Investors are facing higher costs when trading ETFs as the impact of the Central Securities Depositary Regime (CSDR) is leading authorised participants (APs) to widen bid-ask spreads, experts have warned.
APs have been facing severe penalties for the failure to settle on time under CSDR which are then passed on to investors via wider spreads.
CSDR was implemented in February 2022 in a bid to improve efficiency across the European market by fining firms that fail to settle equity, bonds and ETF trades on time, however, it has been plagued with issues so far.
The initial role out of CSDR was extremely challenging for the market with issues surrounding the enforcement and reporting of penalties leading to months of delays to ensure they were allocated correctly.
Ciaran Fitzpatrick, head of ETF servicing at State Street, said feedback from the market suggests the penalty risks are negatively impacting the cost to trade ETFs.
“While failing to settle a handful of underlying trades does not lead to significant penalties to the counterparty, failure to settle the ETF leads to a penalty based on the total value of the ETF order which can lead to severe penalties to the authorised participants,” he said.
“The risk of such penalties is leading to wider spreads in the primary and secondary market based on feedback we have heard, therefore the impact is being passed on to end investors.”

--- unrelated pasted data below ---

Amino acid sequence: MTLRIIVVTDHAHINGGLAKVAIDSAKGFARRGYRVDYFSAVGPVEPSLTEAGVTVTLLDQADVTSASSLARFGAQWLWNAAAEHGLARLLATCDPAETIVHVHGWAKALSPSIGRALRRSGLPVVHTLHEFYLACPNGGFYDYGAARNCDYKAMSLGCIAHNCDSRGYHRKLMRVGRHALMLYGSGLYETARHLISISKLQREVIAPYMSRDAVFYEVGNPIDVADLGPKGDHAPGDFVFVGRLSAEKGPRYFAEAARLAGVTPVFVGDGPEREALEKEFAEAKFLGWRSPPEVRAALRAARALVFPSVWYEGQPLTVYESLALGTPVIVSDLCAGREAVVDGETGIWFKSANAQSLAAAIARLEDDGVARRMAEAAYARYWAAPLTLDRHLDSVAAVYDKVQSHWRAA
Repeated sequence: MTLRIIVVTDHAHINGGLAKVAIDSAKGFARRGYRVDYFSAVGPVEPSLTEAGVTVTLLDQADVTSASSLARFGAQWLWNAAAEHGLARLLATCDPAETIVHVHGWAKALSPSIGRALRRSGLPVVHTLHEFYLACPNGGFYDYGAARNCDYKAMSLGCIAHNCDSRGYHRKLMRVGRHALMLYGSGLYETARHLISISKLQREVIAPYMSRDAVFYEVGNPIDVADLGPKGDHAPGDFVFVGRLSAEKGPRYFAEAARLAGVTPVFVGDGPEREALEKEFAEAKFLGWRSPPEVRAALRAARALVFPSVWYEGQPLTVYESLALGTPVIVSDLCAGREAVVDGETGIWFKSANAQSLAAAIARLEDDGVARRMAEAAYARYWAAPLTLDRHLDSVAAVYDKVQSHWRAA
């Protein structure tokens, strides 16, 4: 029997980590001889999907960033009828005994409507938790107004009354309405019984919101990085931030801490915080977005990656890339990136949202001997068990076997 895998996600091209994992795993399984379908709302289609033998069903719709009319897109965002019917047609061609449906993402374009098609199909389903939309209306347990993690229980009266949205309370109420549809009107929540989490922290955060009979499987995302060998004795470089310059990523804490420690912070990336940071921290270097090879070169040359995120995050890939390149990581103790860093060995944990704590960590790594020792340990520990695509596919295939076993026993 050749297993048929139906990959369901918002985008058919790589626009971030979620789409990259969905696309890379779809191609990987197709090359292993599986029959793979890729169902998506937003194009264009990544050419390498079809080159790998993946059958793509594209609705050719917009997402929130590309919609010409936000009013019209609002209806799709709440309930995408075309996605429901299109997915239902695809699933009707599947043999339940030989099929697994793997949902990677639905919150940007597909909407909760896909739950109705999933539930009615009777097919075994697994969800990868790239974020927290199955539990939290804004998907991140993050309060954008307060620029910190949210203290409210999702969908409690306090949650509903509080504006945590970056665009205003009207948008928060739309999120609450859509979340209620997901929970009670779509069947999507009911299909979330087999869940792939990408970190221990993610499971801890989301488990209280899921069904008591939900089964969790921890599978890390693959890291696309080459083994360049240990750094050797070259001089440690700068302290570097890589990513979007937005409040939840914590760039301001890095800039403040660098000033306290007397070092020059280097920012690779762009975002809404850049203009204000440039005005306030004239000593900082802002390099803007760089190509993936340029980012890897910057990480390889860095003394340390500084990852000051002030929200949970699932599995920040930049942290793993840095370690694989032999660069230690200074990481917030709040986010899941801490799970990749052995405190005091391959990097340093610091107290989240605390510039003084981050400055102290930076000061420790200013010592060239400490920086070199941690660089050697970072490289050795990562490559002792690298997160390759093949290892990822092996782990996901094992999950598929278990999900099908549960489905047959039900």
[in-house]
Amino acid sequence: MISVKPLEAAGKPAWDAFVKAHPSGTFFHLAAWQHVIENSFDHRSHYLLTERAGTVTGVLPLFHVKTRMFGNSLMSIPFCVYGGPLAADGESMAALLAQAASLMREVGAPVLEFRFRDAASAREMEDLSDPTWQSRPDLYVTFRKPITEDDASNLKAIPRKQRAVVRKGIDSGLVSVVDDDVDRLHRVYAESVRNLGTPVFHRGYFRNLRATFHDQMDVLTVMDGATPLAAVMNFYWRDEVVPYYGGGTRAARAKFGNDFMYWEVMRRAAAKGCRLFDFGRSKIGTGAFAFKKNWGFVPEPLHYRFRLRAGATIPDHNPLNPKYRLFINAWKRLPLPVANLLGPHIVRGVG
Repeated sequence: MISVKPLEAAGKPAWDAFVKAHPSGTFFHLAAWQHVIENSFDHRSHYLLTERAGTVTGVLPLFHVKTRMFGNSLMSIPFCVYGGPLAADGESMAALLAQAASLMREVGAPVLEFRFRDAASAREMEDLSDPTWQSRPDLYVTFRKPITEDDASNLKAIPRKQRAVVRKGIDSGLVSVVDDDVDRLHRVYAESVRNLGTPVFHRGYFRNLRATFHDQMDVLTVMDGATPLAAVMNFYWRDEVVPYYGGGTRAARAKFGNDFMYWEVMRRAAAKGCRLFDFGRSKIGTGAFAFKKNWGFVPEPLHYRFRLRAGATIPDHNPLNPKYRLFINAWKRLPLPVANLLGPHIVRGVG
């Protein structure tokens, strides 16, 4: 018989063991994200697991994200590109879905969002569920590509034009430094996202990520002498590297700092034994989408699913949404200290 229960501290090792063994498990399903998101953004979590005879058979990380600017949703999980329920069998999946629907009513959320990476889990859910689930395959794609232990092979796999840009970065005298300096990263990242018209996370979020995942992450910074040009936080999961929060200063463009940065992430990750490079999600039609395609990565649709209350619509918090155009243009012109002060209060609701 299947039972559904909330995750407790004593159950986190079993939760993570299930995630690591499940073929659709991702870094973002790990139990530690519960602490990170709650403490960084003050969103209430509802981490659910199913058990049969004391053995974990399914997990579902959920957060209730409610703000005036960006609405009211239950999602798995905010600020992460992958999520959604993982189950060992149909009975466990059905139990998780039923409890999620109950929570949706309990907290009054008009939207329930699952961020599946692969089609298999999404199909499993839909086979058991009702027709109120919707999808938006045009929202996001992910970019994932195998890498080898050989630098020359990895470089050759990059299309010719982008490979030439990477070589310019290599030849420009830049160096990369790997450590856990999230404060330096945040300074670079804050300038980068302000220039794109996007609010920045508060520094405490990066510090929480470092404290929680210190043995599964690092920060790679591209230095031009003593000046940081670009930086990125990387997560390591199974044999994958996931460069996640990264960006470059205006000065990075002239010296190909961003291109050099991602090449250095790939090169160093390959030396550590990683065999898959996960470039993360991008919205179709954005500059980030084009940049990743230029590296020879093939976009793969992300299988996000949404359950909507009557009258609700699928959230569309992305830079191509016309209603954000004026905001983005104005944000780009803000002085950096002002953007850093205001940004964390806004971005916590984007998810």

It comes as the Bank of England (BoE) warned last December that late settlement penalties have been “bigger than expected” due to technical issues with legacy systems, liquidity of the underlying security and “deliberate fails” by market makers.
It said CSDR penalties have “not made a large improvement so far” with the level of fines remaining high, particularly in Europe.
The BoE also noted how market makers have often chosen to purposely delay settlement after weighing up the penalty cost for failing and the cost to create a new product.
According to Frank Mohr, global head of ETF sales trading at Société Générale, a new framework has been implemented for market participants to precisely calculate whether it is cheaper to pay the fine or make a primary deal.
“Market participants know the expected potential fine for a settlement fail and the costs of a primary deal, so they can decide if it is cheaper to pay the CSDR fee or to create the ETF,” he said.
He added overall fines would be reduced if market participants were willing to accept partial settlement.
Meanwhile, Gavin Haran, head of policy for asset management at Macfarlanes, said policymakers might conclude the mandatory buy-in to be the only solution to poor settlement rates.
“The unfortunate outcome is EU policymakers might well conclude that cash penalties alone are insufficient to incentivise successful settlement, including the incentives for firms to improve their systems, and consider mandatory buy-in to be the ready solution,” he said.
“Although that conclusion would seem to ignore the structural, market constraints that firms face, and would further increase the costs of all trades.”
The European Commission has previously said it had the option to reintroduce buy-ins – contractually requiring authorised participants to source securities elsewhere in the event of a settlement fail – if the rate of failures did not improve.
Last June, the European Securities and Markets Authority (ESMA) said it will suspend the mandatory buy-in regime for three years.